A Request for Quote (RfQ) is a financial term for certain way to ask a bank for an offer of a given financial instrument from a bank, made available by so-called Approved Publication Arrangement (APA) by the stock markets itself or by Financial data vendors as required in Europe by MiFID II and in effect since January 2018.[1
In the wake of the 2007-09 financial crisis there was an initiative to create more pre-trade transparency, for which it is essential to know who is requesting which financial product.
Article 1(2) of the Commission Delegated Regulation (EU) 2017/583 of 14 July 2016 (which supplements Regulation (EU) No 600/2014 of the European Parliament and of the Council on markets in financial instruments) defines:
A request-for-quote (RfQ) system is a trading system where the following conditions are met:
- a quote or quotes by a member or participant are provided in response to a request for a quote submitted by one or more other members or participants;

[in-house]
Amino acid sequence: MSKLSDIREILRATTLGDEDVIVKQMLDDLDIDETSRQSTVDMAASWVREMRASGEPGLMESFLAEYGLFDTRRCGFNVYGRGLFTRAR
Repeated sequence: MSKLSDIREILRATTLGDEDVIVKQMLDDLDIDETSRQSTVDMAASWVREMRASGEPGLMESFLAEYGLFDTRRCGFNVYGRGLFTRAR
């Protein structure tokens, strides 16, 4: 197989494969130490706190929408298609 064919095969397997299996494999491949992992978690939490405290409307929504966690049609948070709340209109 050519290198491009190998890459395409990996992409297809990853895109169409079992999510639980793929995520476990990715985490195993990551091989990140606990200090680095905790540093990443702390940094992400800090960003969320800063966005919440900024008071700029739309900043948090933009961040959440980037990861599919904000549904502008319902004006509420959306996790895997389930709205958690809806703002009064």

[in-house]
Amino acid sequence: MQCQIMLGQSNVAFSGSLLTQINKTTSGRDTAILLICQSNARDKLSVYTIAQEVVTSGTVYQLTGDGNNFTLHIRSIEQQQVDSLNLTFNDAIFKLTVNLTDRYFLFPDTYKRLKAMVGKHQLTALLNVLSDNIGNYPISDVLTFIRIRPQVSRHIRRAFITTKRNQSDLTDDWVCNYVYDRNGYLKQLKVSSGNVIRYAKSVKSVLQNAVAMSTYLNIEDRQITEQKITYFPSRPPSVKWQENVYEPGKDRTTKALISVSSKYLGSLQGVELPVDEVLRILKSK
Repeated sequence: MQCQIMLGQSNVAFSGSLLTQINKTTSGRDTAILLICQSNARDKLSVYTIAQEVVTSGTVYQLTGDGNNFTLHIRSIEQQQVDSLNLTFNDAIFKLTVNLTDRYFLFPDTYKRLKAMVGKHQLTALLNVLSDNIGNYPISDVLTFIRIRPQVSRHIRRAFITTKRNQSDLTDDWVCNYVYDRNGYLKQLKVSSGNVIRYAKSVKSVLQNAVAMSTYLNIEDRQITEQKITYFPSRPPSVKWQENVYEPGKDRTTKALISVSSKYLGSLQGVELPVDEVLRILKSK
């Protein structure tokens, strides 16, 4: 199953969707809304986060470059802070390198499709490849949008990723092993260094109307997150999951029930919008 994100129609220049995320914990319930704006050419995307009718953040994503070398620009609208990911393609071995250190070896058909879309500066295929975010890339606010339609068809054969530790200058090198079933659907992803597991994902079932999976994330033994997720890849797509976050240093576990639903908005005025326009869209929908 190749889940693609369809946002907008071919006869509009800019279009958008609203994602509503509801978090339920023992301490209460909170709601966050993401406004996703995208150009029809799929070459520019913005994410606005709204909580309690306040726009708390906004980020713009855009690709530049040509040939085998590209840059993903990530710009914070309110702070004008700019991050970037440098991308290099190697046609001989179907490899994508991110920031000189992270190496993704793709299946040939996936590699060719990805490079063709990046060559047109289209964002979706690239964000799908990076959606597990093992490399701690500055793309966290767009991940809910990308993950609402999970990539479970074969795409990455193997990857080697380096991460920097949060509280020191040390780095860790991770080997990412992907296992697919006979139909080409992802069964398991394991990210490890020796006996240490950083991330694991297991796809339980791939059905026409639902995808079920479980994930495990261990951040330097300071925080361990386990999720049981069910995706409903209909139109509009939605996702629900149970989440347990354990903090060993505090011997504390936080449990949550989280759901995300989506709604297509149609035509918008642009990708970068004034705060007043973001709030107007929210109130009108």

- the quote is executable exclusively by the requesting member or participant;
- the requesting member or market participant may conclude a transaction by accepting the quote or quotes provided to it on request.
This essentially means, that everybody buying or selling stocks, bonds, foreign exchange, commodities or exchange-traded funds (ETFs) will (automatically) generate an RfQ before the trade is settled.
- ^“Service and Technical Description – Request for Quote (RfQ)” (PDF). London Stock Exchange. Version 1.1. 23 Oct 2018. Retrieved 8 July 2019.
- ^Bollenbacher, George. “Through a Glass Darkly – Transparency for Non-Equities Under MiFID II/MIFIR”. OTC Space. Retrieved 8 July 2019.
- ^“Request-for-quote (RFQ) system”. www.emissions-euets.com. Retrieved 8 July 2019.
Ofer Abarbanel is a 25 year securities lending broker and expert who has advised many Israeli regulators, among them the Israel Tax Authority, with respect to stock loans, repurchase agreements and credit derivatives. Founder of TBIL.co STATX Fund.